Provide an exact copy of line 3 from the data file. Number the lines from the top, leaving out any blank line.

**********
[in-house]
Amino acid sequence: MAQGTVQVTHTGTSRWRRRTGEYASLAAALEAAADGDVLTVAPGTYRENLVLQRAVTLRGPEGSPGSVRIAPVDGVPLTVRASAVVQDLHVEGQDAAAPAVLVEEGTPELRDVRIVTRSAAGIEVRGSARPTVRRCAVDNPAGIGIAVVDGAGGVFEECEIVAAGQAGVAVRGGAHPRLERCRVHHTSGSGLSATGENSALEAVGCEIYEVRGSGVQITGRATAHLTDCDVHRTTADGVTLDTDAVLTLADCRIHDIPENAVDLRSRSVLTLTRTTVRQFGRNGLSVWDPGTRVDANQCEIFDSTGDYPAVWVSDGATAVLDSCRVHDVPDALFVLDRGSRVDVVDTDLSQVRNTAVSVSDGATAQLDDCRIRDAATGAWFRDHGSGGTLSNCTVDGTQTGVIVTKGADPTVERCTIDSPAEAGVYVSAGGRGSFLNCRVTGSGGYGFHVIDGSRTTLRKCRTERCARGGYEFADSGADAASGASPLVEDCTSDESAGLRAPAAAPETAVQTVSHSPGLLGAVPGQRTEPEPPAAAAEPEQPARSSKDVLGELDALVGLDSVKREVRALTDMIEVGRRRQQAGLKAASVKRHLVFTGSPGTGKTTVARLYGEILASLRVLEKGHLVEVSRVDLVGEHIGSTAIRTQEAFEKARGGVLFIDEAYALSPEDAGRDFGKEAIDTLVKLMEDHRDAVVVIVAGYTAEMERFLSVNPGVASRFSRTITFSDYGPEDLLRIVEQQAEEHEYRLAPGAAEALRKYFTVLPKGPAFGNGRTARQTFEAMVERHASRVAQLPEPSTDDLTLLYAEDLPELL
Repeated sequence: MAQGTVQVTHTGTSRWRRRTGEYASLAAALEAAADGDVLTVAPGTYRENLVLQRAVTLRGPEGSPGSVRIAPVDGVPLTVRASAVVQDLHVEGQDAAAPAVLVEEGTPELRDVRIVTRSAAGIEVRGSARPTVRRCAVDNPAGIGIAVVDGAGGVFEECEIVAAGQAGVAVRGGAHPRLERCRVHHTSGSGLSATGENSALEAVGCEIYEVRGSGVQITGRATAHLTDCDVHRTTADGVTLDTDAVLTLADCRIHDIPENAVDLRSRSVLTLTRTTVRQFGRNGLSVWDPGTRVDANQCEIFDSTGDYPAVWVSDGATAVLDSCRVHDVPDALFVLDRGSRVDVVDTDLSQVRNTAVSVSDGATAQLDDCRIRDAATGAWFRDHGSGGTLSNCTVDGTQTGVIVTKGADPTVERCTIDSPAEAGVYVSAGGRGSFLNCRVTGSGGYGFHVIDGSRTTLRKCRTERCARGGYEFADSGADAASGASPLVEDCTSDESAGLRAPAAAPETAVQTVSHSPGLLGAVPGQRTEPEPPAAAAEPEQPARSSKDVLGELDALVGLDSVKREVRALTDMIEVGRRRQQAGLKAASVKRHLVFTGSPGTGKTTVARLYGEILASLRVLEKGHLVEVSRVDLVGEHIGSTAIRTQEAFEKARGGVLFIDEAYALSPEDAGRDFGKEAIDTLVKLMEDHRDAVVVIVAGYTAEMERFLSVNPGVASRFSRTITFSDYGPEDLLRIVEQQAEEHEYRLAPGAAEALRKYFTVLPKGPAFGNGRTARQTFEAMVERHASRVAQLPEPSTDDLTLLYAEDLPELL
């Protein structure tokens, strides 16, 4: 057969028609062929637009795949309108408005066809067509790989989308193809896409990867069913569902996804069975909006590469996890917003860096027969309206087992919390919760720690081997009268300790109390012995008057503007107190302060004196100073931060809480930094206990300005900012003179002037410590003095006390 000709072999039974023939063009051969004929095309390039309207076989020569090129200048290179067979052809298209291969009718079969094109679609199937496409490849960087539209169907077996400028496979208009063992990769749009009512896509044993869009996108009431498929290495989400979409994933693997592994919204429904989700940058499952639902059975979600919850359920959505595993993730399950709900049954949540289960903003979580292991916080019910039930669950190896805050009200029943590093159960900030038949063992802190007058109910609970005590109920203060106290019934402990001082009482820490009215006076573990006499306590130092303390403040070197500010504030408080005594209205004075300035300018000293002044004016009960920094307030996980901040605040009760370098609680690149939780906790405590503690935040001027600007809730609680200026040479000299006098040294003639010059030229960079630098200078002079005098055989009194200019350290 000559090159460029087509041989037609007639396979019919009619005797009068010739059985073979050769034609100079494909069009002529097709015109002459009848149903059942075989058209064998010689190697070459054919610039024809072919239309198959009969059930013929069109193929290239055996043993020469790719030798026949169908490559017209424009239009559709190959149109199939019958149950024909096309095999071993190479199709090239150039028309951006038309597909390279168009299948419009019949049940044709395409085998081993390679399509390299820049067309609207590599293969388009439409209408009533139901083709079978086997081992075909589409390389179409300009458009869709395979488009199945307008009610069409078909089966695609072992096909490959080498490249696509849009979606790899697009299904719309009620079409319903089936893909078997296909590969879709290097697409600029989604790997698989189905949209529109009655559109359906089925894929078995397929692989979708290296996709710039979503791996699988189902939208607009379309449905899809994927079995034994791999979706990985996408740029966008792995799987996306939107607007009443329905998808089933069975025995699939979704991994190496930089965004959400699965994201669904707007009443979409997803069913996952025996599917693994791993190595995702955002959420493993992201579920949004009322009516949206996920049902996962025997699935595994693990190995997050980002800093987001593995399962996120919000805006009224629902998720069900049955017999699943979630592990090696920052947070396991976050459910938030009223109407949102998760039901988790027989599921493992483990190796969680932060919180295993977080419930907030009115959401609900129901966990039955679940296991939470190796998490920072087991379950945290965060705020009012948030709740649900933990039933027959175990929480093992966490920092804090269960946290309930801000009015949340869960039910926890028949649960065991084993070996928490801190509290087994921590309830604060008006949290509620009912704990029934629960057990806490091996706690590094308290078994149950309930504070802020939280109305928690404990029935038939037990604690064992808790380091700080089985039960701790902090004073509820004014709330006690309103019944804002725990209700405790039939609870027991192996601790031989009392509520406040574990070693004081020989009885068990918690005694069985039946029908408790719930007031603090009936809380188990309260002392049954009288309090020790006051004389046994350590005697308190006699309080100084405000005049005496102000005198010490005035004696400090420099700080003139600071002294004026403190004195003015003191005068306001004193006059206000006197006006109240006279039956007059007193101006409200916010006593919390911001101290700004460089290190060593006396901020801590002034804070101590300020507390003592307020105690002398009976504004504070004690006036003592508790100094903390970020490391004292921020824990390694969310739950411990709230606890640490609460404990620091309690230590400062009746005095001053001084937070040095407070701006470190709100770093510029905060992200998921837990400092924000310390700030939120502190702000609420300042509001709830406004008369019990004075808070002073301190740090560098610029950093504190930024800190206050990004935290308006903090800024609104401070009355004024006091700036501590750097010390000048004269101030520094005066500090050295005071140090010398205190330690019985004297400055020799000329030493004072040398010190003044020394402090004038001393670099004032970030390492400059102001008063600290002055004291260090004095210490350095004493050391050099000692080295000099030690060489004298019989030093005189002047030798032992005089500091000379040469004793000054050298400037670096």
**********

Repeated sequence: MAQGTVQVTHTGTSRWRRRTGEYASLAAALEAAADGDVLTVAPGTYRENLVLQRAVTLRGPEGSPGSVRIAPVDGVPLTVRASAVVQDLHVEGQDAAAPAVLVEEGTPELRDVRIVTRSAAGIEVRGSARPTVRRCAVDNPAGIGIAVVDGAGGVFEECEIVAAGQAGVAVRGGAHPRLERCRVHHTSGSGLSATGENSALEAVGCEIYEVRGSGVQITGRATAHLTDCDVHRTTADGVTLDTDAVLTLADCRIHDIPENAVDLRSRSVLTLTRTTVRQFGRNGLSVWDPGTRVDANQCEIFDSTGDYPAVWVSDGATAVLDSCRVHDVPDALFVLDRGSRVDVVDTDLSQVRNTAVSVSDGATAQLDDCRIRDAATGAWFRDHGSGGTLSNCTVDGTQTGVIVTKGADPTVERCTIDSPAEAGVYVSAGGRGSFLNCRVTGSGGYGFHVIDGSRTTLRKCRTERCARGGYEFADSGADAASGASPLVEDCTSDESAGLRAPAAAPETAVQTVSHSPGLLGAVPGQRTEPEPPAAAAEPEQPARSSKDVLGELDALVGLDSVKREVRALTDMIEVGRRRQQAGLKAASVKRHLVFTGSPGTGKTTVARLYGEILASLRVLEKGHLVEVSRVDLVGEHIGSTAIRTQEAFEKARGGVLFIDEAYALSPEDAGRDFGKEAIDTLVKLMEDHRDAVVVIVAGYTAEMERFLSVNPGVASRFSRTITFSDYGPEDLLRIVEQQAEEHEYRLAPGAAEALRKYFTVLPKGPAFGNGRTARQTFEAMVERHASRVAQLPEPSTDDLTLLYAEDLPELL